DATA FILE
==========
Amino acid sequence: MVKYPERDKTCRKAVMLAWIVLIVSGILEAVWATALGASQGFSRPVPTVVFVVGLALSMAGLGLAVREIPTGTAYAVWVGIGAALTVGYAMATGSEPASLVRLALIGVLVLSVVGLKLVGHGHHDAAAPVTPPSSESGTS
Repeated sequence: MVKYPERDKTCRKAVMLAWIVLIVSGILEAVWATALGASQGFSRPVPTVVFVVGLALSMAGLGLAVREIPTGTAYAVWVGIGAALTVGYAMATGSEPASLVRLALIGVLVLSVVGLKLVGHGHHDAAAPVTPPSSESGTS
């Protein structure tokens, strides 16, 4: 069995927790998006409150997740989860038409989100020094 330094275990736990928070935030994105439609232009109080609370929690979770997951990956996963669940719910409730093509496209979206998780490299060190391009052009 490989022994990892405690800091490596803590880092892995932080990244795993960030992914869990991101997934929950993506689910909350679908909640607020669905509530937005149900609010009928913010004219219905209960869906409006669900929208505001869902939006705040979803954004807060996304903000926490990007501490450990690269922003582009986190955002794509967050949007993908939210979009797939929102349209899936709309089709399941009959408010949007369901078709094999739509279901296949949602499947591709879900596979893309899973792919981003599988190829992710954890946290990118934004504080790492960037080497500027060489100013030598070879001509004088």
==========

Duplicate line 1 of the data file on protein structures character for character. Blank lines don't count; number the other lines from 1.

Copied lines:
Amino acid sequence: MVKYPERDKTCRKAVMLAWIVLIVSGILEAVWATALGASQGFSRPVPTVVFVVGLALSMAGLGLAVREIPTGTAYAVWVGIGAALTVGYAMATGSEPASLVRLALIGVLVLSVVGLKLVGHGHHDAAAPVTPPSSESGTS